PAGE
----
Pacific Coast Feeding Group (PCFG) gray whales

See also North Puget Sound Gray Whales

This is a long terms study Cascadia began in the 1980s and since 1998 has coordinated a collaborative photo-ID effort along the US West Coast tracking identified gray whales. Over 2,000 different individuals are tracked by their natural markings as a part of this research and used to estimate abundance, trends, and movements of primarily the animals that summer and feed in the Pacific Northwest but also some of those that migrate through these waters on route to other feeding areas. 

Original publication on western gray whale photo-ID matches: A publication that just came out in Endangered Species Research coauthored by Cascadia researchers Amber Klimek and John Calambokidis reports on movements of gray whales between what was thought to be a feeding area for a separate population of western Pacific gray whales off Russia and feeding and breeding areas in the eastern North Pacific. This surprising result along with satellite tag data from a coalition of US and Russian researchers is changing our view of the status of gray whales in the western North Pacific.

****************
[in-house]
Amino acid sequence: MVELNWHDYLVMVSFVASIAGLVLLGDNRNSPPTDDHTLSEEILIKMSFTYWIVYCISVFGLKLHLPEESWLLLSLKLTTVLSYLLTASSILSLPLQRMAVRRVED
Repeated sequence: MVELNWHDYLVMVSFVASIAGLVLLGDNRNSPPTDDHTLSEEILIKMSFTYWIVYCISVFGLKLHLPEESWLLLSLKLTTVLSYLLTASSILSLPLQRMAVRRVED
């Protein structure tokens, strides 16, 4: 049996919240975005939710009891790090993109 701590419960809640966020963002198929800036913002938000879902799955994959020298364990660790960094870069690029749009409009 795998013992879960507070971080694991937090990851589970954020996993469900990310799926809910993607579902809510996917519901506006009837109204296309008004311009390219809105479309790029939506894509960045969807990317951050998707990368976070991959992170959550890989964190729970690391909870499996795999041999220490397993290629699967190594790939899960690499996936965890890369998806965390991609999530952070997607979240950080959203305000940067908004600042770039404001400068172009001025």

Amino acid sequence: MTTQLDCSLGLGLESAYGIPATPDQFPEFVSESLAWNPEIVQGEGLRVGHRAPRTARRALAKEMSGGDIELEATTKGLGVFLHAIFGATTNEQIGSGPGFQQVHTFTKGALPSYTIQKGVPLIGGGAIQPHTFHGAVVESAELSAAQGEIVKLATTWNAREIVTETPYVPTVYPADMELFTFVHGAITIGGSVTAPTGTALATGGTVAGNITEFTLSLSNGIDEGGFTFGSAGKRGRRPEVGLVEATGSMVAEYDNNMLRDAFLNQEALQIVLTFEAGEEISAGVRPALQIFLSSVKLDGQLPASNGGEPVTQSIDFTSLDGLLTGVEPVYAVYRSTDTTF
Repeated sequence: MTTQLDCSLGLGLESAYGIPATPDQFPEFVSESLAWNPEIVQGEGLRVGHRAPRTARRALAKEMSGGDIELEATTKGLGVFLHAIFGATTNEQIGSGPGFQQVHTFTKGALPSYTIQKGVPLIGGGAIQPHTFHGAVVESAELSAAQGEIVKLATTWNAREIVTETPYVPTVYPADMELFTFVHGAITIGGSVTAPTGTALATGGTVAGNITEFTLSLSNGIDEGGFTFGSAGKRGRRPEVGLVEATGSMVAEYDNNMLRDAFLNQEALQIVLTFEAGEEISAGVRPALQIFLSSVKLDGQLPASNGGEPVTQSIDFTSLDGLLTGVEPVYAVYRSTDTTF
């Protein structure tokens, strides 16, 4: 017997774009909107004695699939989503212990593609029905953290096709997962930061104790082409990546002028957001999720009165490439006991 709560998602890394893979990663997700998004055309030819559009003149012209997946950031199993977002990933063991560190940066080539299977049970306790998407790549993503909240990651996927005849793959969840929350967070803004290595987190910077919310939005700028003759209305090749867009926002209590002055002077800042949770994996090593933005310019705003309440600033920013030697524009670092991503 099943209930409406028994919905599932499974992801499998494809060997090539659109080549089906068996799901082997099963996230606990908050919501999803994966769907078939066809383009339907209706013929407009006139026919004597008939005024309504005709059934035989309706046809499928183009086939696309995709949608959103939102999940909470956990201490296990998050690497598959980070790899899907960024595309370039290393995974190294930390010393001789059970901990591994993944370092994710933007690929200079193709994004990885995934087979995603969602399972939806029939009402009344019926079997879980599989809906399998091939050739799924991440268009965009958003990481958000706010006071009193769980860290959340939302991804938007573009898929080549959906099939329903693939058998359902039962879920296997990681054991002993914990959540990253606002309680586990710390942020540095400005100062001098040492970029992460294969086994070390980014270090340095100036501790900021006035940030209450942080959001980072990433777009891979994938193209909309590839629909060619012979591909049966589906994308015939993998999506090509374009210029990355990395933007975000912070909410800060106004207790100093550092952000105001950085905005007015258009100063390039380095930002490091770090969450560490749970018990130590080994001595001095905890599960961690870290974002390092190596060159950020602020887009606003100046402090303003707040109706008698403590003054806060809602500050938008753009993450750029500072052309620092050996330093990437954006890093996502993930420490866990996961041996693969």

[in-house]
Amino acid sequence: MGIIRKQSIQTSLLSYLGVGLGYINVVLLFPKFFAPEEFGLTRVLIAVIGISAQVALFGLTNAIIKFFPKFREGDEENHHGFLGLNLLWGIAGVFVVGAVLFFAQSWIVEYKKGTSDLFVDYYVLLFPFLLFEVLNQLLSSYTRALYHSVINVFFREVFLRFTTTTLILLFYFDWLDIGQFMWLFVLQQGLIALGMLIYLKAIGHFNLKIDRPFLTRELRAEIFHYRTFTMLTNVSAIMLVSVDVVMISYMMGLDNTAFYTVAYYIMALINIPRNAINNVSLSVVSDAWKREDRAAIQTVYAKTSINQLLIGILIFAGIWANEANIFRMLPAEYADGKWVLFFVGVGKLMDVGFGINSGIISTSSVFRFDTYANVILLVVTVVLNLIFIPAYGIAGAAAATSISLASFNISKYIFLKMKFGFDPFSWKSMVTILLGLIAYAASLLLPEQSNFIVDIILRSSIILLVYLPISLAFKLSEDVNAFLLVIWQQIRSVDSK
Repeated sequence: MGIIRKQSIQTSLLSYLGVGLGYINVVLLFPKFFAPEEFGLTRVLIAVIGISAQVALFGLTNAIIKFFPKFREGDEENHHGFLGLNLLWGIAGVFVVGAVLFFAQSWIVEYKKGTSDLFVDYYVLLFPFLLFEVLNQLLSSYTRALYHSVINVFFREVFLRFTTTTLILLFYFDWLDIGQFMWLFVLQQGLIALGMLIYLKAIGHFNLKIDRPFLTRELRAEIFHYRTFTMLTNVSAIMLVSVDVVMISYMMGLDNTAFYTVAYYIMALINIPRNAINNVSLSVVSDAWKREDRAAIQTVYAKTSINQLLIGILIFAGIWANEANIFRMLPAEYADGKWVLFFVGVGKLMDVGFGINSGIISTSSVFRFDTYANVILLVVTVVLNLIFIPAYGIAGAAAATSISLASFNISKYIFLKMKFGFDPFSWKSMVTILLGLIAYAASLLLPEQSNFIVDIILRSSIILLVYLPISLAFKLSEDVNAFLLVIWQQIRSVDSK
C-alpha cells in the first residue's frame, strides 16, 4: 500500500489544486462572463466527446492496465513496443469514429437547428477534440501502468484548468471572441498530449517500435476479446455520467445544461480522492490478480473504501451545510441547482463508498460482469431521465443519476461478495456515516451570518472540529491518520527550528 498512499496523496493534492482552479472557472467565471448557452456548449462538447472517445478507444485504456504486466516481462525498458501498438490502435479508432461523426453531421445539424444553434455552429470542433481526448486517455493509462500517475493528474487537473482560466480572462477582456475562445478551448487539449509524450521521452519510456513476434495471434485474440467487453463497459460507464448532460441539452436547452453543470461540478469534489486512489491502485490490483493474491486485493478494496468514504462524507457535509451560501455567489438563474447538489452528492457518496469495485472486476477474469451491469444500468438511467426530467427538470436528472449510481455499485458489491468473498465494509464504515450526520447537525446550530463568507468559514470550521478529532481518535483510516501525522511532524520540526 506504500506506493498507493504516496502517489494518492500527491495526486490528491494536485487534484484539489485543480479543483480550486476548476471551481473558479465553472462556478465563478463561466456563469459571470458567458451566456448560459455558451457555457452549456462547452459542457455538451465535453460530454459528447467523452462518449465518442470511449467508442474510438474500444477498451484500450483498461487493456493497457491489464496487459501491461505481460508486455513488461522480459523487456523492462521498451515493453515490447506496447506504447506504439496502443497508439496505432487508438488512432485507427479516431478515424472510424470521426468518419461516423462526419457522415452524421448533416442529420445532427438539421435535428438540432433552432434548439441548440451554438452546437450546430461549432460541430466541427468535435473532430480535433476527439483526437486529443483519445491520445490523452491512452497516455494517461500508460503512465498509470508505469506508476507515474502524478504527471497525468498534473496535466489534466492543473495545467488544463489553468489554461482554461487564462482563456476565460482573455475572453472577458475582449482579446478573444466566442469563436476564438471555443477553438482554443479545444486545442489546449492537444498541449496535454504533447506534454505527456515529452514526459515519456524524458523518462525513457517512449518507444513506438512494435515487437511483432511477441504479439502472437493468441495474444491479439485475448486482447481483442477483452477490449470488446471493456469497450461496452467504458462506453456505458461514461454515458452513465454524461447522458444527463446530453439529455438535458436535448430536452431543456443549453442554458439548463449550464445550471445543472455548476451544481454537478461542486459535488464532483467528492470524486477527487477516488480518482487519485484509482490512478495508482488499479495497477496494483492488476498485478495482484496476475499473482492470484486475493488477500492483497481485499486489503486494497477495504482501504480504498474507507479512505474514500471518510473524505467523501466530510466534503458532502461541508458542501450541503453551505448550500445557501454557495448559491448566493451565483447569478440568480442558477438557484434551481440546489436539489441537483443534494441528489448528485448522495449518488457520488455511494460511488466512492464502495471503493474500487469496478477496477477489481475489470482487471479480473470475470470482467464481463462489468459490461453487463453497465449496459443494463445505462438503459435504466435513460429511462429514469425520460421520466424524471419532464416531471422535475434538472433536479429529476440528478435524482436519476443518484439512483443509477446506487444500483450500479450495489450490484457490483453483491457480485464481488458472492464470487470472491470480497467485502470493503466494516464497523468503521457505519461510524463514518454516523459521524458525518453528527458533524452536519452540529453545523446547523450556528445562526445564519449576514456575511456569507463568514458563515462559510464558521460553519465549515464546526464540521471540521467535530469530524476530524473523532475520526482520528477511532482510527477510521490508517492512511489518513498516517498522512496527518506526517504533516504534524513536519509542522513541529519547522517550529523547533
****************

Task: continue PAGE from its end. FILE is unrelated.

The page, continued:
Cascadia finds photo-ID match to satellite tagged western gray whale (February 2011)

Information on gray whale sightings and strandings in Puget Sound

Downloadable reports and publications on Gray whales

Identification photographs of Northern Puget Sound gray whales taken on 24 March 2003 (John & Alexei Calambokidis)

Individuals: 22-Spyhopper (left right sides), 44-Dubnuk (left & right sides), 49-Patch (left & right sides), 53 ,(left right sides) and  56 (left right sides)

Gray Whales of Washington State online in PDF Format. Adobe Acrobat Reader 3.0 (or higher) needed to view this document. 
Available to download for free at: 

Gray whale rescue information:

Gray whale disentanglement and photos in N Puget Sound - 18 May 2003

Rescue in Hood Canal - 21 November 1994